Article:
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Directing is a 'natural progression' for Reggie Yates

NEW DIRECTION: Reggie Yates' move into filmmaking is full of promise

WHEN I encounter a beautiful short film, short story, interlude or outro I’m always left longing for more of the same. Maybe it’s a consequence of the digital age where you can endlessly satisfy the desire for information – both useful and useless – or maybe it’s just my insatiable hunger to indulge in what I love. With this in mind, I’m happy to hear that Reggie Yates’ short film Shelter exists in feature length – even if in script form only.

I hope he makes it soon though as Tosin Cole, the lead, is undoubtedly destined for great things, and if his career takes off in any way similar to that of Daniel Kaluuya’s, who also stars in one of Yates’ shorts, a comedy called Date Night, all hopes of a full length Shelter will likely be long gone. Cole has successfully sought opportunities in the US – he was cast in Gerard McMurray’s Burning Sands – and is part of the new Doctor Who cast.


SHORTS SCREENING: Reggie Yates talks to Edith Bowman about directing

His performance in Shelter and the film as a whole has been on my mind since I saw it at a screening of several of Yates’ shorts as part of the BFI’s Future Film Next Gen Talent event last week. The film is impressive both visually and conceptually. It plays on stereotypes, explores microaggressions and is partly-inspired by Yates’ only experiences all in the space of a few minutes.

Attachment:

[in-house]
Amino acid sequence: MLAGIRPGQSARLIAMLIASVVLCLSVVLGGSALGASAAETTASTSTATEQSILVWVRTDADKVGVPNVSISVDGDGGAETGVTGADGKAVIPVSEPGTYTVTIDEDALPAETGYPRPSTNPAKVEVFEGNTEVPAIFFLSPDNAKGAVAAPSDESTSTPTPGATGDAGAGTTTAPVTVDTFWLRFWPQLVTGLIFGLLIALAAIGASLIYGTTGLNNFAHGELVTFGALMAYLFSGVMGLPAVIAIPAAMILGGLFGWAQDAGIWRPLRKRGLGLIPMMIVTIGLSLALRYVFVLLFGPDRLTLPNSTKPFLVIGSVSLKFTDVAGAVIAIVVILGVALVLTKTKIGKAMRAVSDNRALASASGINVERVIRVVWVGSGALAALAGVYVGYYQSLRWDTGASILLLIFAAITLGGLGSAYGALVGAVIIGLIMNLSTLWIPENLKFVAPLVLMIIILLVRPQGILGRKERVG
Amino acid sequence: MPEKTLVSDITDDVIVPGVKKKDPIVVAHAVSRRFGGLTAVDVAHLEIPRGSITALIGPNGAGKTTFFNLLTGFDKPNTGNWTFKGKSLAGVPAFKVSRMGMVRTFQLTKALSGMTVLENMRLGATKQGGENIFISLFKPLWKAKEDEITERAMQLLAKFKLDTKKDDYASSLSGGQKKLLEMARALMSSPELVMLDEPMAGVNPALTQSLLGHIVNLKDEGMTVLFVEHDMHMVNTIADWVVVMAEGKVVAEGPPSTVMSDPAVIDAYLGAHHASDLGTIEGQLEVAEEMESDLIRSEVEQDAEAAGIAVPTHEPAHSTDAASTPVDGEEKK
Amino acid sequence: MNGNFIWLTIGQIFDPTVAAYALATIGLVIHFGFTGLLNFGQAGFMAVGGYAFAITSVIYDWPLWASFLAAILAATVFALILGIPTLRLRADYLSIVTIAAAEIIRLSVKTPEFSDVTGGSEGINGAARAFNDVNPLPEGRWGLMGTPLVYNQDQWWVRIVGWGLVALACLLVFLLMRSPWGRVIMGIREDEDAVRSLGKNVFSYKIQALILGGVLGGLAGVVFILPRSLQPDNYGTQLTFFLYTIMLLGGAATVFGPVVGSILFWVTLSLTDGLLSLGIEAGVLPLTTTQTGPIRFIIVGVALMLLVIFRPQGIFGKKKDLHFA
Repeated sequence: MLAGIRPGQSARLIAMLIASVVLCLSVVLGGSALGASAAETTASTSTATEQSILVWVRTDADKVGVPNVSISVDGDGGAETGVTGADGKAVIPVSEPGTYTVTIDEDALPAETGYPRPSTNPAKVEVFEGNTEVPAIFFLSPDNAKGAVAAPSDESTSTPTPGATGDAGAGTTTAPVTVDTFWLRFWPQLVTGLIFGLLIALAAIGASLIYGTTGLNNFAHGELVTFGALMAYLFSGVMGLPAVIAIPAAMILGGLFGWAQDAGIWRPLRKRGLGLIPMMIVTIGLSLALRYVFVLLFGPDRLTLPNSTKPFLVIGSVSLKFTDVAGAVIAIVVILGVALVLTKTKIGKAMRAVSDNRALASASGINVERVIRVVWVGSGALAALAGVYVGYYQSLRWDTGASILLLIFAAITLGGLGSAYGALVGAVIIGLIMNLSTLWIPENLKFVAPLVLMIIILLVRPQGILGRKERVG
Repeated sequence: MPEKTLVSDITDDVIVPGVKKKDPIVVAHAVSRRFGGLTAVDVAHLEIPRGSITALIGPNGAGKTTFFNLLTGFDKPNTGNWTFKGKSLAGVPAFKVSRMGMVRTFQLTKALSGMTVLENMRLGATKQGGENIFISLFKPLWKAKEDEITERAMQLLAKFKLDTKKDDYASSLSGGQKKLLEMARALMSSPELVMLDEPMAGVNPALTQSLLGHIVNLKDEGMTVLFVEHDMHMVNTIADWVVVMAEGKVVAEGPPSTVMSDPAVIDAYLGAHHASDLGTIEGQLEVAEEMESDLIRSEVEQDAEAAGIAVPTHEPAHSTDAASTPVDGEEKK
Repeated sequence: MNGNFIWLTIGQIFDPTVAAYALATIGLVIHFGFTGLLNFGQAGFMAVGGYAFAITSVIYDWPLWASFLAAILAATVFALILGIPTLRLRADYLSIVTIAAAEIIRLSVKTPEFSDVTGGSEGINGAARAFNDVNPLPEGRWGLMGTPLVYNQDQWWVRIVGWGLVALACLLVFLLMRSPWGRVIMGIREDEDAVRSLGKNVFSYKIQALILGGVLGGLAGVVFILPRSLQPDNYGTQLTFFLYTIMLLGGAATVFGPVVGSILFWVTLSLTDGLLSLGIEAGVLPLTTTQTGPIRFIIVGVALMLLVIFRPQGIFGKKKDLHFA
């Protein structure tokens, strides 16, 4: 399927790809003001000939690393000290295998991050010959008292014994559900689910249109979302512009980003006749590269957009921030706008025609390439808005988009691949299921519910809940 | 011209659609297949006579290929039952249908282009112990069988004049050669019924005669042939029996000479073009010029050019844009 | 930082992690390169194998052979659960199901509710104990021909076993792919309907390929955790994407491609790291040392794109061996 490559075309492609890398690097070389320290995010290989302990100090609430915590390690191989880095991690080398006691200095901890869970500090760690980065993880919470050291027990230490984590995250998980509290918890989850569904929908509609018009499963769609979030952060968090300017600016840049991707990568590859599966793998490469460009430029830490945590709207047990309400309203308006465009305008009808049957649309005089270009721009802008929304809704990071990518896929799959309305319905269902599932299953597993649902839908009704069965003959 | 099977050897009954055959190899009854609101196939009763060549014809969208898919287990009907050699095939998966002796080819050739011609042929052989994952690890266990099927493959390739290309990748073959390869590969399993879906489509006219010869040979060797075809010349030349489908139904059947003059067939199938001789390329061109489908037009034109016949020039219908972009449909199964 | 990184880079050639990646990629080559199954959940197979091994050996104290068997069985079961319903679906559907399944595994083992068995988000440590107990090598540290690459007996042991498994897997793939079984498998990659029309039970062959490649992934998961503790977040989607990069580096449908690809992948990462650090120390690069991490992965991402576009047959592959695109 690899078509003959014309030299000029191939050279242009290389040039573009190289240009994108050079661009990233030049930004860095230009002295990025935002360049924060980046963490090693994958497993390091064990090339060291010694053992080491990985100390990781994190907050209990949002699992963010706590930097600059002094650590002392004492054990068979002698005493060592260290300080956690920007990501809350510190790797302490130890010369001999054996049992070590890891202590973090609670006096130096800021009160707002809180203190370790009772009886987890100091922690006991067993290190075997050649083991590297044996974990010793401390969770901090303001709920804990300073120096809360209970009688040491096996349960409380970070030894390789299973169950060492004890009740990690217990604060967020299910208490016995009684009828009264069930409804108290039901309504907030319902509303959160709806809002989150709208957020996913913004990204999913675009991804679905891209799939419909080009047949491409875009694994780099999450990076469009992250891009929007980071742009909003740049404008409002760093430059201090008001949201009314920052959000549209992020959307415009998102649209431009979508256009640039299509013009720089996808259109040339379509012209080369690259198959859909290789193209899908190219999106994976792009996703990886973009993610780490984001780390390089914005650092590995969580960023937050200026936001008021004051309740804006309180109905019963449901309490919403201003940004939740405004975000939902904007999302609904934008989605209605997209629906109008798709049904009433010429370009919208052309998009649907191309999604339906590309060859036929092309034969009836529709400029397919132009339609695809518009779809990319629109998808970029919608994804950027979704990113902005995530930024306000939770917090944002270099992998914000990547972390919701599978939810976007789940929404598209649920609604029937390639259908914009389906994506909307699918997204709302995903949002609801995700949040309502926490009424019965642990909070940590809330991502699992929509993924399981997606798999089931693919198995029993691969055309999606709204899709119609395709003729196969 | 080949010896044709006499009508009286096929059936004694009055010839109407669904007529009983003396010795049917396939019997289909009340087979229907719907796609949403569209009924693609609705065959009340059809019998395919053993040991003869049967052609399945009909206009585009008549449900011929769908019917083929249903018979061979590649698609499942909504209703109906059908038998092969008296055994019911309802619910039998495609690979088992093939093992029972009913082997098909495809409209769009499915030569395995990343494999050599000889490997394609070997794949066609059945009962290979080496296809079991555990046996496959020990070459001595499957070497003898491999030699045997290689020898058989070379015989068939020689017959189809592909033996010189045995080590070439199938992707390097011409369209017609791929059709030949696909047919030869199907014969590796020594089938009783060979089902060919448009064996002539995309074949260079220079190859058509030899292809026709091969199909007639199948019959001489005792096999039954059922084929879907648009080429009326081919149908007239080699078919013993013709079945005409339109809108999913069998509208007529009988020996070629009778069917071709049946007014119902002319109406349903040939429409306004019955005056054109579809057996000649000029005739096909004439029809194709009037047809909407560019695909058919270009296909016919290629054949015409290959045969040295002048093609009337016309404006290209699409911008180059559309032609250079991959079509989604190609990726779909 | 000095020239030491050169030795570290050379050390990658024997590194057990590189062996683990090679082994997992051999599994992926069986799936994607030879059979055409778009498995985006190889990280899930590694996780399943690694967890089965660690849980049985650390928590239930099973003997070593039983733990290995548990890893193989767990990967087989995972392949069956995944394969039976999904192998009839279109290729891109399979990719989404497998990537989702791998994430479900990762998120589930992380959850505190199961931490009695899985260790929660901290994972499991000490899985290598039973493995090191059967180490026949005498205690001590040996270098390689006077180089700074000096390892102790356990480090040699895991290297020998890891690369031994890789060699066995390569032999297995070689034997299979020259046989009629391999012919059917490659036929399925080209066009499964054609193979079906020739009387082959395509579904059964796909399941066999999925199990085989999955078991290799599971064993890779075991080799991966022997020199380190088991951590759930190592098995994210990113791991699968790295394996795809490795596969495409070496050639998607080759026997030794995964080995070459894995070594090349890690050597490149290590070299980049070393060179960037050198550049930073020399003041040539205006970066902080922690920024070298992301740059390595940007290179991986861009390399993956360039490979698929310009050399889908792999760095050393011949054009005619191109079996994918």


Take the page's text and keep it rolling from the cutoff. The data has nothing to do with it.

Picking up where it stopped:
Also screened at the event was Patriarch, a powerful black and white short about fatherhood and absent fathers, Date Night, a comedy where three characters chart the complexities of dating and Roadkill, starring Cole, Cornell John and Ani Nelson, which sees a middle-aged prisoner reflect on life in prison and the circumstances that surrounded his incarceration.

From children’s TV to award-winning factual programming, Yates’ career has been full of twists and turns and while a move into film might seem as a shock to some, he says it “felt like a natural storytelling progression” and is “where I want to spend the majority of my time going forward”.

Tired of being “Nathan four times” in his acting days, Yates was driven to “write roles for other people who were tired of being Nathan too”. He feels that there’s a responsibility to create work that is more representative and gives opportunities to tell stories of those who look like him.

While it seems his acting days – a profession he says he fell into because “I couldn’t see directors that looked like me” – are well and truly over, his days behind the camera are only just beginning.

The 35-year-old says he’s still having to work to be taken seriously as a filmmaker but with projects like those screened last week, it’s very possible that that won’t be the case for much longer.

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